Liam Campbell is editor and photographer of the indie print mag, Elska, a project that involves around the world, befriending some regular local guys, and introducing them and their city through honest photography and personal stories. It’s good work if you can get it.
This article is about his trip Stockholm, Sweden.
Below Liam exclusively shares with GayCities a selection of photos along with a bit of behind the scenes commentary about each session.
I always wanted to visit Stockholm. I guess you can say I’m a Swedophile, from my adoration of Robyn, to my home full of IKEA furniture, to my closet full of H&M clothes, to my over-fondness for cinnamon buns. I also really love a winter landscape but I rarely photograph in the winter because I imagined it would be too difficult to spend hours and hours photographing in sub-zero climes. But I’m so glad I decided to go for it. Even though when I arrived in Stockholm it was dry, the snow started to fall during the very first shoot as if it were falling just for us. Here with Linus we walked out to the north shore of Södermalm after a fresh dusting and started our shoot against the background of Stockholm’s Old Town. Stockholm is truly one of the most beautiful cities in Europe, and it’s even more spectacular in the middle of a white powder winter.
One of the problems with shooting outside in the winter is that the guys have to be really wrapped up, and since most people don’t have multiple coats, it limits the amount of style variation you can see. (Even though Elska isn’t a fashion magazine, I do like expressing the men’s personalities and culture with style). However I did ask everyone just in case they had more than one coat, and Albin here did, but he was really nervous about wearing that second coat. I’m not sure if it was real fur, or just looked like it, but he was scared to wear it outside in case people would cast dirty looks or throw snowballs at him! So we decided to try wearing it inside, and I loved how it looked. I think everyone should wear fur, or faux fur, with just a pair of briefs. Fashion trend 2019!
A definite highlight of any trip to Stockholm is a stroll through Gamla Stan, which is Stockholm’s Old Town. I did two shoots there, one during the daytime and this one at night with Mathis. My own rule is to only use natural and available light – no flash – which meant that we had to make use of the warm streetlamps that lined the snow-covered cobbled streets here. I think the romance of the setting comes through. I certainly felt romantic – the mood made me crush so hard on Mathis that by the end of the shoot I was terrified I’d say something embarrassing so I tried to rush away immediately. And when he hugged me goodbye, I was practically melting in the snow.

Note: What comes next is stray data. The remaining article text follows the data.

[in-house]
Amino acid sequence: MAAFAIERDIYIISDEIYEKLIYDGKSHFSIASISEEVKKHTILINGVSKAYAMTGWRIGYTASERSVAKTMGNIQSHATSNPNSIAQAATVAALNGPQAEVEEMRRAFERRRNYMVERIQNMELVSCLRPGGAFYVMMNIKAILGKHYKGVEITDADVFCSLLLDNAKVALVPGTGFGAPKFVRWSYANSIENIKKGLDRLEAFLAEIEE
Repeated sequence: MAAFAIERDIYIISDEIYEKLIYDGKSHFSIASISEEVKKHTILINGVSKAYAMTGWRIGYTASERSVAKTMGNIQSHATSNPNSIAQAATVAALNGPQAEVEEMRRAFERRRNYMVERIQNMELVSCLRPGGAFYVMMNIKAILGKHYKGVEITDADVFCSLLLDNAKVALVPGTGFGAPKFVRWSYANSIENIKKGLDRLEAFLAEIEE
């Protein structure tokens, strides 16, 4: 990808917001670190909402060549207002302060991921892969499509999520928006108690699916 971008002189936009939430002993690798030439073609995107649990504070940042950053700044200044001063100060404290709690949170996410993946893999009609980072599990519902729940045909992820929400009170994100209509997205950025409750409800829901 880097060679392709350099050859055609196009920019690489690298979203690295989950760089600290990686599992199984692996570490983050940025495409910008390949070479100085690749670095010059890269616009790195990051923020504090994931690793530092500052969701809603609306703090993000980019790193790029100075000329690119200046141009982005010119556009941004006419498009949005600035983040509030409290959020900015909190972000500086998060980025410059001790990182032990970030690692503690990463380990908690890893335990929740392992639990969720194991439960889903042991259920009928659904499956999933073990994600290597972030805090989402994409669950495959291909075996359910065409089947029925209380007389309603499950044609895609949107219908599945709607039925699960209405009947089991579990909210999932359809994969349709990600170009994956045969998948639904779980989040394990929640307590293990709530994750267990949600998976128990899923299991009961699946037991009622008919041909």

The coldest shoot of the week happened with Andreas when it was nearly -10C (14F). It wasn’t long before my fingertips started going numb, so I kind of rushed through the outdoor part of our shoot. Fortunately, when we got back to his place, Andreas went immediately to the kitchen, turned on the kettle, and showed me a selection of teas to choose from. We then warmed up over tea and a chat, before he crawled under his blanket for the rest of the photoshoot. Swedes really know how to do cozy very well.
On the first morning in Stockholm, I met Ross. He used to work as a tour guide and he took me to his favorite spot in the city, Riddarholmen, an island just west of the Old Town. I made the mistake of thinking that a 9 am meeting time was late enough to have plenty of daylight. But even then the sun wasn’t quite up. So we had to wait around about half an hour more to get enough natural light, even though he was in nothing more than a denim jacket. I thought to pop into one of my favorite cafés – Chokladkloppen, a gay-friendly place, but it wasn’t open yet. Ross was a trooper though, and once we got back to his place, he, like Andreas, put that kettle on immediately.
One thing you’ll notice about Swedish guys, and most Scandinavians actually, is that they’re pretty quiet, calm, and reserved. In fact, of all the men I met here the only one who was genuinely outgoing, and maybe a little bit of an exhibitionist, was the last guy I met, Mikael. In fact, he was actually so gregarious that I became intimidated. He later asked me if there was something wrong because I was so quiet. I guess being in Sweden for a week made me become as shy as most Swedes, and when I explained (and apologized), he told me that he’s got some Polish blood, and maybe that’s why he’s not a typical Swede.
Elska Stockholm is out now in a 200-page limited edition print version and in an e-version.